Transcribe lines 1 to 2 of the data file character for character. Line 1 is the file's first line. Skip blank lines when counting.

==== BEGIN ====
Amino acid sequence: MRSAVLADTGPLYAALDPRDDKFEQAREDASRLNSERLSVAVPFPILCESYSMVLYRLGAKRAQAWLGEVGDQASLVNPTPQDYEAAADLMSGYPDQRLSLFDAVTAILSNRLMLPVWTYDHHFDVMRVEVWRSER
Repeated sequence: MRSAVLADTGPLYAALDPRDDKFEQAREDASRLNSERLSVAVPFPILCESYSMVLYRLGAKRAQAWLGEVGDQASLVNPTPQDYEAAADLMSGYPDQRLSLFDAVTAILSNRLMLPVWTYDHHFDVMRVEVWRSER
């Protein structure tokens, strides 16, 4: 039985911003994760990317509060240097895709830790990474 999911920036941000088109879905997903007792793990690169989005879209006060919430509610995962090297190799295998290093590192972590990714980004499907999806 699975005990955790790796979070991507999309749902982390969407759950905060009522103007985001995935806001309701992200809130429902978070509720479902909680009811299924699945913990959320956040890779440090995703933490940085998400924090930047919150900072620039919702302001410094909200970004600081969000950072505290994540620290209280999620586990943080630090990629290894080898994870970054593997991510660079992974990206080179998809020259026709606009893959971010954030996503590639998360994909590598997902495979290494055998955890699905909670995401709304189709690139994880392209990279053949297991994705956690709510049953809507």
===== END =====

Amino acid sequence: MRSAVLADTGPLYAALDPRDDKFEQAREDASRLNSERLSVAVPFPILCESYSMVLYRLGAKRAQAWLGEVGDQASLVNPTPQDYEAAADLMSGYPDQRLSLFDAVTAILSNRLMLPVWTYDHHFDVMRVEVWRSER
Repeated sequence: MRSAVLADTGPLYAALDPRDDKFEQAREDASRLNSERLSVAVPFPILCESYSMVLYRLGAKRAQAWLGEVGDQASLVNPTPQDYEAAADLMSGYPDQRLSLFDAVTAILSNRLMLPVWTYDHHFDVMRVEVWRSER